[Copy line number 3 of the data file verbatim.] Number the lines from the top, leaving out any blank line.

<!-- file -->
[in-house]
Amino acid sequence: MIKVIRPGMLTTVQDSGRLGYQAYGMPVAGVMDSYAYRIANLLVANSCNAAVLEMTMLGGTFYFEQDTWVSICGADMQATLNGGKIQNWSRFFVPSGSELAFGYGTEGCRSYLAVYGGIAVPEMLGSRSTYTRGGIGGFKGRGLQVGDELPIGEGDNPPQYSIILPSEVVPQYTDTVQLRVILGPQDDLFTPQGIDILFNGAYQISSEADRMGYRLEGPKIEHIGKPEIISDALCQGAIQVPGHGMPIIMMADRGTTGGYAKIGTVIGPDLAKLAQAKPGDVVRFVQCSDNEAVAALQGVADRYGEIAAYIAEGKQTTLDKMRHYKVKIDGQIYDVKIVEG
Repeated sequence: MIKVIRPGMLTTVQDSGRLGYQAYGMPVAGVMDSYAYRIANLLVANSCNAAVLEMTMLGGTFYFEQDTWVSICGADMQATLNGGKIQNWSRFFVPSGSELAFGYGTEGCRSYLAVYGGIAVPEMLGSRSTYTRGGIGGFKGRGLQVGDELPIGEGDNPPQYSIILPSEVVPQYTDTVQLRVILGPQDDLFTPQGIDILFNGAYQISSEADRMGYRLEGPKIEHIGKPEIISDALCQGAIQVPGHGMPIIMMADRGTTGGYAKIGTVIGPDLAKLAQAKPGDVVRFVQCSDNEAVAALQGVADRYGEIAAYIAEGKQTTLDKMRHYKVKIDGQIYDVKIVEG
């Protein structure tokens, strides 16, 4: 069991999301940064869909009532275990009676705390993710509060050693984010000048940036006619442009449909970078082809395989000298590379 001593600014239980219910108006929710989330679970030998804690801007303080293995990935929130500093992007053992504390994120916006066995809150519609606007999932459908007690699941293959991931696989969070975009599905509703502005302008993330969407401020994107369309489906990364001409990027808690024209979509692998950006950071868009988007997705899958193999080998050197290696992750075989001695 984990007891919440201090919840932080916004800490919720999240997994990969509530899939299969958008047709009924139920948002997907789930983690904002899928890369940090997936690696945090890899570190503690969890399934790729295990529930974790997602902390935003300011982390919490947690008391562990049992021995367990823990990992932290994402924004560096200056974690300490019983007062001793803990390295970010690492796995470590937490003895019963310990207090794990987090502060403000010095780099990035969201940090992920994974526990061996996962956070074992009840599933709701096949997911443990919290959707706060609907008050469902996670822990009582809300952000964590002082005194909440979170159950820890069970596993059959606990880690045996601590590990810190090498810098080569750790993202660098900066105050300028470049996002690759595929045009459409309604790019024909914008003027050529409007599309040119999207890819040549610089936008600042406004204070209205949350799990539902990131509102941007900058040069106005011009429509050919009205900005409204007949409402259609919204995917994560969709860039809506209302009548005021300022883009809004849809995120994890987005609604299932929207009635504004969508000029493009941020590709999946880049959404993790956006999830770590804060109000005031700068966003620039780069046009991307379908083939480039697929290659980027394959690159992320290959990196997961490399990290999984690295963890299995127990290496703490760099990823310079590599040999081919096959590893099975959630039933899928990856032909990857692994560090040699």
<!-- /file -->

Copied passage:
Repeated sequence: MIKVIRPGMLTTVQDSGRLGYQAYGMPVAGVMDSYAYRIANLLVANSCNAAVLEMTMLGGTFYFEQDTWVSICGADMQATLNGGKIQNWSRFFVPSGSELAFGYGTEGCRSYLAVYGGIAVPEMLGSRSTYTRGGIGGFKGRGLQVGDELPIGEGDNPPQYSIILPSEVVPQYTDTVQLRVILGPQDDLFTPQGIDILFNGAYQISSEADRMGYRLEGPKIEHIGKPEIISDALCQGAIQVPGHGMPIIMMADRGTTGGYAKIGTVIGPDLAKLAQAKPGDVVRFVQCSDNEAVAALQGVADRYGEIAAYIAEGKQTTLDKMRHYKVKIDGQIYDVKIVEG